Fun Fact: Doctors developed heroin as a treatment for people addicted to morphine. And much in the way of attacking a post-op bulbasaur with a shivering, emaciated charmander who sold his tail to an old Chinese man in order to score some more horse, it’s super-effective! That’s back when doctors subscribed to the medical journal of Your Dad Making You Smoke The Whole Pack At Once, and fortunately, they’ve realized their mistake. Not so fortunately, they’ve unleashed the Godzilla of opiates for people who just don’t get the same rush out of King Kong; it’s not enough for them to climb a building and flip off a few airplanes, they’ve got to rip a city out by the subway system and knock the air force out of the sky like a major league baseball player with…I’ve forgotten where I’m going with this. Are we still on the drug metaphor, or have we moved on to kaiju? Eh. Who knows. Honestly, I make so many comparisons between video games and drugs that at this point I think my parents, friends, playground monitors, and pediatrician’s assistant were right all those years ago and that I should go check into rehab for my game addiction.
But if the massive wall of games and the 4TB hard drive of ROMS I own draws at least one apt comparison between games and drugs, it’s that the high wears off and you’re constantly looking for the next big game to get your fix. Long story short, nothing new on my shelf has been doing it for me lately. And since you can’t OD on video games (Unless you’re Asian, apparently), reaching your tolerance of awesome games like The Legend of Zelda or Super Metroid and then trying out Star Fox Adventure or Lord of the Rings: The Third Age is like building up a tolerance to heroin and then trying to top it with children’s Tylenol. Fortunately, someone out there has found a way to distill the essence out of the awesome games like the last remaining gelfling and feed it to us like some kind of uber-heroin!
For those of you who haven’t heard of randomizers, hackers will rig a game’s ROM to rearrange items, entrances, bosses, or what have you into random locations. So, for example, Link could hop out of bed and pull the power glove out of his chest instead of the lantern. It happened to me. It was awesome. Immediately after rescuing Zelda on my first randomized run, I had the gold sword, the red mail, half the heart containers, and absolutely no way to get into most of the dungeons. Even after playing through seven or eight different runs, there’s usually a point where I get stuck and end up wandering Hyrule aimlessly back and forth like a Jehova’s Witness who wandered into an urban ghetto. The randomizer has a pretty well-developed logic that should prevent you from getting stuck, but I’ve found that even if I choose the option for “no glitches,” sometimes it helps to be able to pull off some of the easier ones, like the Fake Flippers, or .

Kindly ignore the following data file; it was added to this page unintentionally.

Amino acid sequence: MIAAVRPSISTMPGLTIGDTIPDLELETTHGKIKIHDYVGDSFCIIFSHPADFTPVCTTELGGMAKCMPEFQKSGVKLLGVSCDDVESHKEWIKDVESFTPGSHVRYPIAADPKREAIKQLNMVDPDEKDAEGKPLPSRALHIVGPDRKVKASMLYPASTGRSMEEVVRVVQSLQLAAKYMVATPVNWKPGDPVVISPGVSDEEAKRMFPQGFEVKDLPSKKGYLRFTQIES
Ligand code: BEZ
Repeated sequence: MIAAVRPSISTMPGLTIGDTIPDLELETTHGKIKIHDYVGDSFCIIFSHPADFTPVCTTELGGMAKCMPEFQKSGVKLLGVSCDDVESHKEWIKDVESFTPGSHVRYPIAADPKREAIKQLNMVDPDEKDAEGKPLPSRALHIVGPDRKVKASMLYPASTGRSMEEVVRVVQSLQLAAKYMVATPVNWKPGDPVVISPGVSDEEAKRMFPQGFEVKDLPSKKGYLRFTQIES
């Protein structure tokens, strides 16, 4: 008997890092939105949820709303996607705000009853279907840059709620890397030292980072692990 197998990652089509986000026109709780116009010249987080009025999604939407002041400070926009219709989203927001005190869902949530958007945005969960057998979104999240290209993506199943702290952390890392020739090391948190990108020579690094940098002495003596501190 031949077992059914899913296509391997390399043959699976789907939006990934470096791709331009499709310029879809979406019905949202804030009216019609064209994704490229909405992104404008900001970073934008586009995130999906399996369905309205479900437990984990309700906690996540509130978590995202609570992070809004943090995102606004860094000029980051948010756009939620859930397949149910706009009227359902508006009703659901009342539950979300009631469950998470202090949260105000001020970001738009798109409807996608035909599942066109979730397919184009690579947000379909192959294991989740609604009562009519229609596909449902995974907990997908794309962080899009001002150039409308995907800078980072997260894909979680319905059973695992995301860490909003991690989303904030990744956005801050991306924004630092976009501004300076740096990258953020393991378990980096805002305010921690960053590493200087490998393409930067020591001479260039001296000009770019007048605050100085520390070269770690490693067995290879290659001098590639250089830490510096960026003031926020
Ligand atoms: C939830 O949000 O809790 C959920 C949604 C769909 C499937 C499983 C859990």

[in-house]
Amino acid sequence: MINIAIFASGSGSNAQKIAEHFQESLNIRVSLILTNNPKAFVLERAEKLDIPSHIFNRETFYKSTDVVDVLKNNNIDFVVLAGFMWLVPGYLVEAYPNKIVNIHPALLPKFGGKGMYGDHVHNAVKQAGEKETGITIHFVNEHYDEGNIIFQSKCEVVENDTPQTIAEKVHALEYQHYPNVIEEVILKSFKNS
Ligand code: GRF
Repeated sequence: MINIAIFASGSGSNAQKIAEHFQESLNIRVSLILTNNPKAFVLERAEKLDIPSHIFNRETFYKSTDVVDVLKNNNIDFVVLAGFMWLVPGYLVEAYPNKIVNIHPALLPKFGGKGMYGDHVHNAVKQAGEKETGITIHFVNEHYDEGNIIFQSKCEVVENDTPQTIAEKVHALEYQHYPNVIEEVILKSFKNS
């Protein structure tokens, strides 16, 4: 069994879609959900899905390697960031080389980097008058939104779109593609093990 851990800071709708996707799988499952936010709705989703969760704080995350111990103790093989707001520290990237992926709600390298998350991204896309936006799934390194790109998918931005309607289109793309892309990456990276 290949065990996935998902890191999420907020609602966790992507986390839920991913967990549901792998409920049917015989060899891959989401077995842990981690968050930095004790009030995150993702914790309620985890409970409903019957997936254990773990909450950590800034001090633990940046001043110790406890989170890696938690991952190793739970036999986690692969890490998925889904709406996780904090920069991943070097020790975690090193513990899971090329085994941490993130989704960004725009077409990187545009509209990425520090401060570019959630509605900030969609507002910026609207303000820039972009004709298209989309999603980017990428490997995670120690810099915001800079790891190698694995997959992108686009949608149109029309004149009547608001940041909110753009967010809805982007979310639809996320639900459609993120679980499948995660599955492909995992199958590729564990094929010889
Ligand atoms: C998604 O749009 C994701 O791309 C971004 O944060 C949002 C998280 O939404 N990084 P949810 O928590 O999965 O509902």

Even aside from the glitches, playing the Link to the Past Randomizer has helped me learn more about a game I thought I knew well. For instance, I learned there are a total of 216 special items hidden throughout the game. Furthermore, whenever I just needed the hookshot or the mirror or the fucking lantern, I learned just how many of those items are goddam useless-as-fuck rupees, bombs or arrows. I also learned just how long I can spend in a dungeon before realizing that the randomizer’s logic put that last key I need to open the door to get to the final chest inside that final chest, behind the locked door that the key opens. I also learned that the pegasus shoes aren’t considered an item of vital importance, and without them the game kind of crawls along like a sloth on Ambien drowning in a pool of Jello shots.
But while I necessarily point out the comical flaws for the sake of humor, most of these problems resolved when I discovered a treasure chest I never knew about, a new trick I could pull off, or (more frequently) an embarrassingly obvious item location I walked by six dozen times and just assumed I had already picked it up. But hey, at least I’m not as visually impaired as the boss, Blind, who I learned can only be damaged by the sword or the game’s two canes. That’s our eponymous hero! Bludgeoning the disabled with their only tool for tactilely seeing the world.
So I thought I’d play through once or twice to get a feel for how the game handles when randomized and I thought I’d fill in my off-week with a quick update. Then after about 50 to 60 hours, putting off Tales of Symphonia, neglecting about two weeks worth of classes (hey, I’m just a sub! It’s not like they needed my attention!), skipping several meals, showers, and subpoenas, coming up with a very creative excuse for why the government should accept my taxes in August rather than April, and forgetting what natural, full-spectrum light looks like, I figured I might as well give you a full entry on it. I’m not quite good enough yet to compete in the Zelda randomizer tournaments, but I still highly recommend giving it a shot, especially if you have a close friend and/or Ambien sloth to race against.